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Kea Leboha, Lesotho

Lesotho. Africa’s kingdom in the sky. A country the size of Belgium, totally landlocked by South Africa, perched up in the Drakensberg mountains at the foot of the continent. It’s home to an endless range of green mountains, the Sotho people, world-class roads and the highest pub in Africa.
Words: Jared Kieser, Photos: Jared Kieser and Julian Robinet

9 days of riding, 60% of it unpaved

As a South African, Lesotho had been on my list of countries which I needed to explore for years. Each year went by and like so many other places on my list, it remained unticked.

That changed earlier this year when my two friends Herman and Julian, both certified hardmen, announced that they were planning on doing a 9-day bike packing trip through Lesotho. I knew I wouldn’t get a better opportunity to check it out, I was in!

Herman planned the whole trip. He mapped out the route, organized the accommodation, identified the emergency water points, everything.


I had absolutely no involvement in the planning process because

1) I naively trusted Herman to plan a rideable route.

2) I wanted to go in without fully knowing what to expect.


All I knew was that it was going to be 9 days of riding, 60% of it unpaved. We were to start in Bloemfontein, in the Free State province of South Africa, head east through Lesotho and pop out in my home province of Kwa-Zulu Natal. All in all, it would be just shy of 1000 km with around 17000m elevation.

The only thing that Herman seemed to be a bit concerned about was day 4. He kept saying stuff like “we might have to do a little hike a bike”. Julian and I weren’t too worried. I was just pumped to get into the mountains and complete a couple of my Lesotho Side Quests.

  1. See a Lammergeier (Rare Bearded Vulture)
  2. Have a Maluti beer.
  3. Ride Sani Pass (One of the most epic passes in Southern Africa)

After borrowing some bike packing bags and slinging them onto a beautiful Onguza steel frame gravel bike, lent to me by Dan Craven I was ready to roll. Kind of.

Day 1 - smooth


We started our trip at Bloemfontein Airport. 155kms of smooth gravel through wheat farms and sunflower fields. It was a good day of riding, no mechanicals, tailwind the whole way through the scenic Eastern Free State.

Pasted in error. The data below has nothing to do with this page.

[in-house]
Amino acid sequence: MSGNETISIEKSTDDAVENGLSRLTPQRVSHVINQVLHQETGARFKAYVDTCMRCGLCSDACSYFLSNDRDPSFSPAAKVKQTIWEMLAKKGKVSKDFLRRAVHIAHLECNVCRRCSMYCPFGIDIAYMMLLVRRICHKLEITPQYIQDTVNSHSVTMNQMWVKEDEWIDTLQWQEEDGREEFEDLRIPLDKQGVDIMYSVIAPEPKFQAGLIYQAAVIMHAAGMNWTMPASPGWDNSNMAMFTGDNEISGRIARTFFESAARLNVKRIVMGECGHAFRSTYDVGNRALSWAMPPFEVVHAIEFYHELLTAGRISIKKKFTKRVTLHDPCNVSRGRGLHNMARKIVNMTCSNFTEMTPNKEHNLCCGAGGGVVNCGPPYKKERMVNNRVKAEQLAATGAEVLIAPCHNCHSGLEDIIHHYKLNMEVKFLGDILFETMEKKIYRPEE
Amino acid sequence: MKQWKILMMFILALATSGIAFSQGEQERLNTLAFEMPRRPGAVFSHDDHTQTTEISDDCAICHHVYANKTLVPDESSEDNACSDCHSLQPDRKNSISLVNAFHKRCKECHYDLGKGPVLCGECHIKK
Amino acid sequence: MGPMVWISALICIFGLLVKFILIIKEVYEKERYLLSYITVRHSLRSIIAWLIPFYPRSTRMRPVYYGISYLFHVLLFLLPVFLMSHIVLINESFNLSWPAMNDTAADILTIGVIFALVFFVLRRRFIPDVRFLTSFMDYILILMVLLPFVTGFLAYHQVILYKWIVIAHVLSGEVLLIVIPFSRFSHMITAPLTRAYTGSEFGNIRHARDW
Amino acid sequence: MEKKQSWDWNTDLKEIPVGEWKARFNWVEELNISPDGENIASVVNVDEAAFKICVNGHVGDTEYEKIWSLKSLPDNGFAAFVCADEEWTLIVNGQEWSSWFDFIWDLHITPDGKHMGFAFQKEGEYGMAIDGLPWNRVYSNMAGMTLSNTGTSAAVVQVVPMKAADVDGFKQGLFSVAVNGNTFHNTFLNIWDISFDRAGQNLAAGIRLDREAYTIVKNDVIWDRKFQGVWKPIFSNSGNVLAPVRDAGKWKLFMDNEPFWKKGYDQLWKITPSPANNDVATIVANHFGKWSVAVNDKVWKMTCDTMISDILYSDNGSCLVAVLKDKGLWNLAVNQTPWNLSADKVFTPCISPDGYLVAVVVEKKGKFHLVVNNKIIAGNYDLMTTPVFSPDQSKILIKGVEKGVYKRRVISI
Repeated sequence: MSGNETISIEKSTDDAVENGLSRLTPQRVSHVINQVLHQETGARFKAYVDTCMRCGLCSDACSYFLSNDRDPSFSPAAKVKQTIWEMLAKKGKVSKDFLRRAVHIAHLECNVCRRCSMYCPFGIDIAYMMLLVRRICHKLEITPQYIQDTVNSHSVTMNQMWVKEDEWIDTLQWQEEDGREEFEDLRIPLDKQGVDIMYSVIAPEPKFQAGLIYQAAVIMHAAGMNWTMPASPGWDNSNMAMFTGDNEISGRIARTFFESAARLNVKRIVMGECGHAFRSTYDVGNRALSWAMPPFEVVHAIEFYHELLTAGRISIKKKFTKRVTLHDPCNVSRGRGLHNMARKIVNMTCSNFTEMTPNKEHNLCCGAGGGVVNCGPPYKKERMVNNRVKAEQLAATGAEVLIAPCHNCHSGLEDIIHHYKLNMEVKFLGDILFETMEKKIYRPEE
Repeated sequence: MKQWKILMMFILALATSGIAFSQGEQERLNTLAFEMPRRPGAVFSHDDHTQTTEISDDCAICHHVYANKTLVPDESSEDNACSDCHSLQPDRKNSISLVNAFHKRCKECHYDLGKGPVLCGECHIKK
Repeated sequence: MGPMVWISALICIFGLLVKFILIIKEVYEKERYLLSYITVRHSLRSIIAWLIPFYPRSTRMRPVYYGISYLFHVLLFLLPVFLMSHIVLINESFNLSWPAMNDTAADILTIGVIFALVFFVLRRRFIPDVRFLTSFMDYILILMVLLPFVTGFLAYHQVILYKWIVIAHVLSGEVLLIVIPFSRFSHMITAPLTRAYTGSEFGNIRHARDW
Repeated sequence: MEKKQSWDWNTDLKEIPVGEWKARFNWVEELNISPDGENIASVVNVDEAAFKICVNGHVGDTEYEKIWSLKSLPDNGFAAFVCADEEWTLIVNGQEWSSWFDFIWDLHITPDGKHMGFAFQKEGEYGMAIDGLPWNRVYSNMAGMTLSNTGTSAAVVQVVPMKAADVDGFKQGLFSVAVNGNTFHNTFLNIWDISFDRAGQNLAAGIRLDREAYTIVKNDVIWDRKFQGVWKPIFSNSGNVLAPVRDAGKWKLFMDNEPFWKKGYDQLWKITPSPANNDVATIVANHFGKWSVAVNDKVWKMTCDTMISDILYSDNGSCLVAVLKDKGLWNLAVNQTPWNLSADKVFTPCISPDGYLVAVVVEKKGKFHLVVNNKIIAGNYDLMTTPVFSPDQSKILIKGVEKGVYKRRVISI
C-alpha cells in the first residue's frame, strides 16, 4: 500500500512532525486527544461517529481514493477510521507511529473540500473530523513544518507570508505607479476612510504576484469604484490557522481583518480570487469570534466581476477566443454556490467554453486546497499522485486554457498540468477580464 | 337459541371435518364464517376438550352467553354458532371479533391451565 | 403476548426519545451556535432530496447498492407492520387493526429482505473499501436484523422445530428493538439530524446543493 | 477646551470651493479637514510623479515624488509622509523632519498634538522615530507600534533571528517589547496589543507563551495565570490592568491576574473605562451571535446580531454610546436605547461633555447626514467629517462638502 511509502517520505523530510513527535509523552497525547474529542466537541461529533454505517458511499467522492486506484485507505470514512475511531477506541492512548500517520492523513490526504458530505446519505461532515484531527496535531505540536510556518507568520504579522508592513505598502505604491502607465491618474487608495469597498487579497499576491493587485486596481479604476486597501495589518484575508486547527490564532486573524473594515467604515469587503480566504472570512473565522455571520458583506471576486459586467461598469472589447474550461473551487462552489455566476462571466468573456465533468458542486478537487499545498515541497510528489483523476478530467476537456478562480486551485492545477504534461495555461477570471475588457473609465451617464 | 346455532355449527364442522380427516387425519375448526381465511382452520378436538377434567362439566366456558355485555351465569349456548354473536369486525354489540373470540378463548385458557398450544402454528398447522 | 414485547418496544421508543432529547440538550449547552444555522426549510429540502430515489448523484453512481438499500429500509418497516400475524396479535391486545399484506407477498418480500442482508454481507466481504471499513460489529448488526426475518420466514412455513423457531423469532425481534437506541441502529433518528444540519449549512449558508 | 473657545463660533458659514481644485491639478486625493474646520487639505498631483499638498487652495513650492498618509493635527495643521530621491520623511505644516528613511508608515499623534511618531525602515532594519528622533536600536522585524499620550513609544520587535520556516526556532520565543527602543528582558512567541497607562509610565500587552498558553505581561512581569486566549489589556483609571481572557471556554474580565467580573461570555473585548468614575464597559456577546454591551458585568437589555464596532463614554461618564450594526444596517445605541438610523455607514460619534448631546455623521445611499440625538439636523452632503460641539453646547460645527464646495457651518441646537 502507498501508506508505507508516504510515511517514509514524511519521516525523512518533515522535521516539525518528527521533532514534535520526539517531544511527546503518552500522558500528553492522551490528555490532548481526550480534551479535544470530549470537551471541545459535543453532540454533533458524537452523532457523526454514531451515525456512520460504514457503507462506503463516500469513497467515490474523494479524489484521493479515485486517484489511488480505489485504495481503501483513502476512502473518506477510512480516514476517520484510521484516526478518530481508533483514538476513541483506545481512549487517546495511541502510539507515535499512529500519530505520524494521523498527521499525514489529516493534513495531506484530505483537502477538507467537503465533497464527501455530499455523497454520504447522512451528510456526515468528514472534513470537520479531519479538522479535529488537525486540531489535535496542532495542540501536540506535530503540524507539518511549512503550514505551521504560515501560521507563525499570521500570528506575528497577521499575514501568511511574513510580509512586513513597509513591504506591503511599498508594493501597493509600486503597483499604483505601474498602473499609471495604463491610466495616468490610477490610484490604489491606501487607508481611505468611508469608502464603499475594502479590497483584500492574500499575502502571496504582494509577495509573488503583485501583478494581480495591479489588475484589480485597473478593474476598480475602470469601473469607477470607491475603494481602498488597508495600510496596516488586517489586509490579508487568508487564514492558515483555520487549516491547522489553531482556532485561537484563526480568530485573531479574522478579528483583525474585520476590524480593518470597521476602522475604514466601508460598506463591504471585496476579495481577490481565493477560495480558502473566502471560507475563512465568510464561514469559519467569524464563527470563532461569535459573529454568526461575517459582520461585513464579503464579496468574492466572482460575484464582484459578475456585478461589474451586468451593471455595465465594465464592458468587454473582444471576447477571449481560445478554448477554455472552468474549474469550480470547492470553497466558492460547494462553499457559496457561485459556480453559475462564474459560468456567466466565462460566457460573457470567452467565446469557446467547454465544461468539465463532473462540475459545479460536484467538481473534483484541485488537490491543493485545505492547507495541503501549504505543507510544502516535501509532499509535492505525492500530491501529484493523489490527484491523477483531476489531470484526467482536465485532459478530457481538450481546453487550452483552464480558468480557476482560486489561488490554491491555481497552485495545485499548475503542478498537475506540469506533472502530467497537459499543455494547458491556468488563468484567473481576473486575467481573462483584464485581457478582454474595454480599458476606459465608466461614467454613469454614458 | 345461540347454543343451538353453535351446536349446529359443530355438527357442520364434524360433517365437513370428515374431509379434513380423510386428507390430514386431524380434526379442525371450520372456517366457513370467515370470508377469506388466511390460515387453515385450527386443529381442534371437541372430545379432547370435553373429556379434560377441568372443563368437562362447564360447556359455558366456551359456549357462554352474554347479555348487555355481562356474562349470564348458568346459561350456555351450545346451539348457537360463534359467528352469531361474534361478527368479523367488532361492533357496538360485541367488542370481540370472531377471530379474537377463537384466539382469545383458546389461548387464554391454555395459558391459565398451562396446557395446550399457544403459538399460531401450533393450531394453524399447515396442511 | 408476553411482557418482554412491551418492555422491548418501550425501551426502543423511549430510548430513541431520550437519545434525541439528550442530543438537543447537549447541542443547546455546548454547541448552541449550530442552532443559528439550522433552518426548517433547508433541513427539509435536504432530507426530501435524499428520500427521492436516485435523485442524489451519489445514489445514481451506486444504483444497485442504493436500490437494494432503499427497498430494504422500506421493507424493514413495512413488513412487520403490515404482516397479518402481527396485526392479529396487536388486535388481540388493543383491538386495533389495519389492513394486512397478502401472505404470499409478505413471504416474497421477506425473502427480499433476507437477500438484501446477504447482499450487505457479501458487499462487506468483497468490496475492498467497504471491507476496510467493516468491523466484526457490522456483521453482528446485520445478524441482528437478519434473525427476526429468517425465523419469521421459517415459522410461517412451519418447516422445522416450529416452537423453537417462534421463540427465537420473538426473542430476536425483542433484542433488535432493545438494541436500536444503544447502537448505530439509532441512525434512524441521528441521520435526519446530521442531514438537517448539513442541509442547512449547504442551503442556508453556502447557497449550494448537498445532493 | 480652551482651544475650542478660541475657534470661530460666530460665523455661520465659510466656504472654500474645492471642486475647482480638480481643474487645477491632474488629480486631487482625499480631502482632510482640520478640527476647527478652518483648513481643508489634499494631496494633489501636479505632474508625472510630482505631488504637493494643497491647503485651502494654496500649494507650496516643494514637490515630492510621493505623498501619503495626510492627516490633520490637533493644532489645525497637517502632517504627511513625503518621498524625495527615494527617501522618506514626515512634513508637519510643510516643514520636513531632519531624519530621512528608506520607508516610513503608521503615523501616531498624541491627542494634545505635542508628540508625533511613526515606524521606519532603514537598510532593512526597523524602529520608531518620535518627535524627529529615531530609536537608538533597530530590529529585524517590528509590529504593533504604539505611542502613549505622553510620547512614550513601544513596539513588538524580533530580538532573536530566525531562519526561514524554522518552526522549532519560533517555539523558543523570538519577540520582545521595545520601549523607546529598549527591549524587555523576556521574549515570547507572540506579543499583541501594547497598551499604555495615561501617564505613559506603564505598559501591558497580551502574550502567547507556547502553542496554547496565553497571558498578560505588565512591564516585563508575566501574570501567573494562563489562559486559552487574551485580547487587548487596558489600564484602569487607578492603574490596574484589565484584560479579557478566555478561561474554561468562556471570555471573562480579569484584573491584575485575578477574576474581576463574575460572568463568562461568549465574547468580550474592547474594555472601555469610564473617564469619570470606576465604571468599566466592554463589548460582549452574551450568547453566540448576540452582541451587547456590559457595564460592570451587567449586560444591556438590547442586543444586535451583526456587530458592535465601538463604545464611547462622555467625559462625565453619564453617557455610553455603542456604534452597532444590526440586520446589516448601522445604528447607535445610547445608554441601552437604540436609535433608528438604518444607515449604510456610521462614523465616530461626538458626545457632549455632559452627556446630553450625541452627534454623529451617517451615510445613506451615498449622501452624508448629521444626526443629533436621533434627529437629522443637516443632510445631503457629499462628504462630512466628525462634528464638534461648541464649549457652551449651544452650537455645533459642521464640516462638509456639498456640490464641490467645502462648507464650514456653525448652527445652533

We finished in the small town of LadyBrand, right on the border of Lesotho. We checked into our humble accommodation for the night, excited for the next day, we would cross the border into the Mountain Kingdom… and the trip would truly begin.

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Day 2 - the Lesotho we had imagined


We hit the road at 6 am. It wasn’t going to be a massive day of riding, 112km, but we wanted to get to our destination before getting rinsed by one of Lesotho’s infamous late afternoon showers.

We were through the border post and navigating our way through the capital city of Maseru by 7:30. It took us a couple of wrong turns to finally wind our way out of the suburban outskirts of town and onto the road that would lead us to Ramabanta.

Every kilometre we pedalled it seemed like our surroundings were growing more and more beautiful, the land was getting greener, and the peaks around us seemed to be getting bigger. There was nothing out there except for the odd herd of sheep accompanied by their friendly shepherds. The herders and shepherds are such a ubiquitous sight in Lesotho, dressed in a traditional outfit of a Basotho blanket and gumboots often with a balaclava or Mokorotlo hat. We were getting closer to the Lesotho we had imagined.

The riding was fantastic. We had a bit of everything, flowing gravel rollers, river crossings, single track, beautiful climbs, sketchy descents.

About 15km from the end things started going pretty pear-shaped. The road we were on decided to turn into a bed of unrideable boulders. Our first bit of hiking. Herman crashed, I bonked, and we were joined by a friendly kid and his donkey for the last 5km.

We were pretty battered when we arrived at our accommodation at the Ramabanta trading post, but we were buzzing. The first day in Lesotho delivered. I also had my first Maluti beer that night. Sidequest 1 - check.

Day 3 - the "Rest day"


Herman lied when he said day 3 would be our “rest day”. The fact that it was only 60km and pretty much all on tar was pretty deceiving. Straight out the gate, we hit a massive 20km / 1000m climb. I realised pretty quickly that my idea of what bike-packing-pace is was way off. The dudes were going full gas and I got dropped, hard. It was ok, it’s nice riding alone out there and taking in the sights. The tar roads out there are amazing. We only saw 2 cars in 3 hours.


A highlight of the day was checking out Maletsunyane Falls. Spectacular. The white plume of water blasted off into a deep gorge with dozens of Cape vultures circling above the plume of spray. Among them, a lone Lammergeier. Sidequest 2 - check.


One thing was becoming pretty evident, the convenience stores in rural Lesotho didn’t really provide the cushy selection of food and drink we were accustomed to. Most of them were dark and dusty with expired goods and warm cokes. One of the staples at these shops is “vetkoek” which is kind of like a deep-fried ball of dough. They’re tasty, (when they’re fresh). We stocked up on what we could find that afternoon because the next day, day 4, was the Queen Stage Herman had been warning us about.


Day 4 - route over the mountain